Never quite as edgy as it wants to be (even when name-dropping Joe Paterno as someone Walter finds relatable), Blunt Talk manages to be an entertaining and funny if uneven single-camera sitcom thanks to the winning presences of Stewart (who is not so much breaking away from his Star Trek persona as reminding us that he has range and had a more diverse film and television career before his sci-fi fame) and Scarborough as believably affectionate comrades-in-arms for a much-derided war. Over the course of ten navel-gazing episodes, Blunt remains sympathetic since he is never as odious as Piers Morgan who seems in part a likely inspiration and the sincerity of his seemingly condescending paternalistic approach to saving the world. The relationships between Walter and Harry and Walter's attempts at informing the public about serious issues dominates the first half of the series to the point that the comedic and dramatic subplots involving the supporting characters seem like so much filler that is healthy for a half-hour show. The second half of the series strikes a better balance between Walter's personal and professional misadventures and those of his staff, giving them much-needed depth as Dr. Weiss turns the newsroom into "a psych ward" (as Rosalie puts it), with Jim more than a series of Jewish mama's boy clichιs, Celia less the British oddball (with some humor wrung out of her daddy issues that lead to a disastrous relationship with a slimy magician from the British dating site "Bangers & Match"), and Rosalie having accepted her husband's eccentricities and sexual openness to the extent that she is the last to notice or admit that Teddy may indeed be sick (Martin is underdeveloped and Shelly is rather cartoonish but may be expanded upon in season two which premieres this October on Starz). Other recurring characters include Walter's third ex-wife Vivian (Girlfriends' Golden Brooks), his five-year-old son Bertie (The Young and the Restless's Aidan Clark) who largely sees him on TV and addresses him as "Walter Blunt", Stewart's fellow Next Generation Brent Spiner as bar pianist Sam, Brett Gelman (Eagleheart) as Walter's pornographic filmmaker neighbor, and most entertainingly Jason Schwartzman (Rushmore) as the head of a "zero impact" family.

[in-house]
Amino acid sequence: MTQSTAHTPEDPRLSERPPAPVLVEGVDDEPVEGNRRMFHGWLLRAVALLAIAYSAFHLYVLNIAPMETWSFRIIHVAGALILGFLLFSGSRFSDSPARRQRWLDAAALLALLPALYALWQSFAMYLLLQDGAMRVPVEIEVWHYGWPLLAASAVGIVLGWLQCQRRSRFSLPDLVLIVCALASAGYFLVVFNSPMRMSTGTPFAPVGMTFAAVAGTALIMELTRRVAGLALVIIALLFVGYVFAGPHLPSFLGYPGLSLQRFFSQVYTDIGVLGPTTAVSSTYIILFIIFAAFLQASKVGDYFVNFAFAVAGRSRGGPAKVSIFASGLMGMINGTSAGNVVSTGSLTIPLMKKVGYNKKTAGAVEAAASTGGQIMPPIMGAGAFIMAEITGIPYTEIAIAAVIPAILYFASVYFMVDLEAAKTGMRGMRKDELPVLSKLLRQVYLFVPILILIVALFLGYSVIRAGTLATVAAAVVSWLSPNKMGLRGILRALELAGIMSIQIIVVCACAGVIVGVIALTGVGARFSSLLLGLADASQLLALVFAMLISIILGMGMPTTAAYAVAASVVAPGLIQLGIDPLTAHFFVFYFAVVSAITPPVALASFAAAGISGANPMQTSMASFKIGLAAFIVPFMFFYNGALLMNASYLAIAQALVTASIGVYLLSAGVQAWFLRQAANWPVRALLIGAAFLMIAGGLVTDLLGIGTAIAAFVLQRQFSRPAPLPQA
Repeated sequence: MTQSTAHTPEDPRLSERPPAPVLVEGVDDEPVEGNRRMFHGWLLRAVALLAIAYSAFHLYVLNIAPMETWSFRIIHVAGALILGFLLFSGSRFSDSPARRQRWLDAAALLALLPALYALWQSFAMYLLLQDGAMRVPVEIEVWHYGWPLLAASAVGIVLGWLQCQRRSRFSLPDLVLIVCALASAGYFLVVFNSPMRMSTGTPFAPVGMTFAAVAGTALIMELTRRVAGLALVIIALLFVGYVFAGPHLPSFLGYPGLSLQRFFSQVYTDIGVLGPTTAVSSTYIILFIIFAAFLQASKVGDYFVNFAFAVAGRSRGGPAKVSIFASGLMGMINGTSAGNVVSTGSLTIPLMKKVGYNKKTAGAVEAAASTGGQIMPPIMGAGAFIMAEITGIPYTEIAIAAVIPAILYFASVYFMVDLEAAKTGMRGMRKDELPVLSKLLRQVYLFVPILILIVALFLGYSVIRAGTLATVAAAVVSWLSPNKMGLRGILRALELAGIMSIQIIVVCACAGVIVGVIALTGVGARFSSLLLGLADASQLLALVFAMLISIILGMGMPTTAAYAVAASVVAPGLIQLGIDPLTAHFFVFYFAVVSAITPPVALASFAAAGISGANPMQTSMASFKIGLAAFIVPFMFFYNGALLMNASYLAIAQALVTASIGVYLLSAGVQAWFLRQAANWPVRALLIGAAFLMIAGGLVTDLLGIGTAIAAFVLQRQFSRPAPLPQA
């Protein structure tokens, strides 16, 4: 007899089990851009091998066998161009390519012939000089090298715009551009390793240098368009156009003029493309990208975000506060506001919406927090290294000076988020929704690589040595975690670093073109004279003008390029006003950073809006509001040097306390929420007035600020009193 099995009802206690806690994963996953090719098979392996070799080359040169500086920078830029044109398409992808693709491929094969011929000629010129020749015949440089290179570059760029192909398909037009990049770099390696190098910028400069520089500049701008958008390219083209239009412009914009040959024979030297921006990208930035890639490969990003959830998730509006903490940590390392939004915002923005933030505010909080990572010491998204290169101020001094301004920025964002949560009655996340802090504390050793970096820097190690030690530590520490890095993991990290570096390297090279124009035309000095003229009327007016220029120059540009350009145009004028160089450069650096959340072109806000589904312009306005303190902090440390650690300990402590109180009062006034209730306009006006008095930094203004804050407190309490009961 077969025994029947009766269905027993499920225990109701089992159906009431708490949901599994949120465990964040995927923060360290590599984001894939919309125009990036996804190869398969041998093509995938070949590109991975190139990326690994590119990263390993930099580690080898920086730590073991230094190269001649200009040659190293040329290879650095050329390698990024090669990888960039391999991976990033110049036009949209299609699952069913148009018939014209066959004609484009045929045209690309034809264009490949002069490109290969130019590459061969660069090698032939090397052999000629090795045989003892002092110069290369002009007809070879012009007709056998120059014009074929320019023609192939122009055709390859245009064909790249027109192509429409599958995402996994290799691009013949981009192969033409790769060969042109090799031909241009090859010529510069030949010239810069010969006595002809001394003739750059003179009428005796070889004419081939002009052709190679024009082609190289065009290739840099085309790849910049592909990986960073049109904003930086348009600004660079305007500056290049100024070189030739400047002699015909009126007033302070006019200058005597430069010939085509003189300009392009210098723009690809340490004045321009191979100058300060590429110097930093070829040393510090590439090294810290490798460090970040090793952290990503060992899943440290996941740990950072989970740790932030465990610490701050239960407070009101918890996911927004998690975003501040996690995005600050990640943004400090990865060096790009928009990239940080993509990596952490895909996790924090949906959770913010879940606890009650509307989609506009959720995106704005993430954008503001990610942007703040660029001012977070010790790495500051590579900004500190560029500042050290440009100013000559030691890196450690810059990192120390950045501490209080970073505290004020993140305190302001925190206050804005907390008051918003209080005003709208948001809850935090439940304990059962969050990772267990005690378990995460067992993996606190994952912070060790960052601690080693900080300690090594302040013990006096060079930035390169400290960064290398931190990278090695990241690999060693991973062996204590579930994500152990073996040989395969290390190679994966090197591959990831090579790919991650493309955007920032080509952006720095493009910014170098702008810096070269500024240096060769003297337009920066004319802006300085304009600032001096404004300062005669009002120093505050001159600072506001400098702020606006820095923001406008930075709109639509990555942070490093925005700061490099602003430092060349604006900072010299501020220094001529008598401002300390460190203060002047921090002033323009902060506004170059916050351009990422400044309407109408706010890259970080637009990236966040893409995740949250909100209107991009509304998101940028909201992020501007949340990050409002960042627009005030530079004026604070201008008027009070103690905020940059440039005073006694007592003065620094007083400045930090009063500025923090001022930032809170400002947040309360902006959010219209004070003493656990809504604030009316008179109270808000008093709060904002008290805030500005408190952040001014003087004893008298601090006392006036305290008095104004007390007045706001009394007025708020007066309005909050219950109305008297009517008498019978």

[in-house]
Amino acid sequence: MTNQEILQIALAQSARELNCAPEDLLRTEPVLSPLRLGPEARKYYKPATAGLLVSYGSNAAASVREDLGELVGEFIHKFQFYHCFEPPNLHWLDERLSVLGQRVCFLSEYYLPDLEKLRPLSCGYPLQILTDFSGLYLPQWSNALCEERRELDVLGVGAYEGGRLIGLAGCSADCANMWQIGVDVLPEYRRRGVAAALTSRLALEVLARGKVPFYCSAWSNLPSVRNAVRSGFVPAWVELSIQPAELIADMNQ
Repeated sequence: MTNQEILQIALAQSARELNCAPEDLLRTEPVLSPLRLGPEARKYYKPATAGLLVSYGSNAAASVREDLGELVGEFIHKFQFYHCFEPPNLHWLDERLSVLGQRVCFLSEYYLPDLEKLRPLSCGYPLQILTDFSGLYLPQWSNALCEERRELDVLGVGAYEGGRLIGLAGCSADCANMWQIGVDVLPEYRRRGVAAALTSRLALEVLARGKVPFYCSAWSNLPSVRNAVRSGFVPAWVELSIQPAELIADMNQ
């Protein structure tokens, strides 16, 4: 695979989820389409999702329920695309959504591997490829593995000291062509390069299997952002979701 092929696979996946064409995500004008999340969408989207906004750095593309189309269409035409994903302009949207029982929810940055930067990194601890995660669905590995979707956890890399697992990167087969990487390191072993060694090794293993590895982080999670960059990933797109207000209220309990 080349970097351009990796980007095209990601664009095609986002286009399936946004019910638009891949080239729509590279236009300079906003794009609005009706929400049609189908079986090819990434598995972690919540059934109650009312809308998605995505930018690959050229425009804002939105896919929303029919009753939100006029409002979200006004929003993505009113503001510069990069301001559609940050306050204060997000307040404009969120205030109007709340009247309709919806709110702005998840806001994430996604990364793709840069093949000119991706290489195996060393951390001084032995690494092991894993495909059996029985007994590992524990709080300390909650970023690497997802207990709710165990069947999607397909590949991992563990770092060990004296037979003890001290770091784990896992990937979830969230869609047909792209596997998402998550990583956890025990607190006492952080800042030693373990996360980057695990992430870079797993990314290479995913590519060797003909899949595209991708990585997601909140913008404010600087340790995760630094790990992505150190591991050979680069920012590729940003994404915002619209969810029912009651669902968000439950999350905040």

Season One Episode Breakdown:

1.1: "I Seem to Be Running Out of Dreams for Myself" (30:13) – After getting arrested for drunk driving, assaulting a police officer, and soliciting a hooker, talk show host Walter Blunt rushes to save his show and his reputation.

1.2: "I Experience Shame and Anticipate Punishment" (29:45) – When Walter misses a plane to cover a hurricane, he and his staff must avail themselves of Ronnie's studio bluescreen to fake the report in exchange for Harry stepping in as a replacement for a porn shoot.

1.3: "All My Relationships End in Pain" (26:37) – Walter is ordered to attend AA meetings but finds the Sex Addicts Anonymous meeting more interesting. Sharon Lawrence (NYPD Blue) guest stars.

1.4: "A Beaver That's Lost Its Mind" (27:27) – Walter tries to be more involved in his son Bertie's life and discovers that his ex-wife is dating Moby (who also provided the theme song).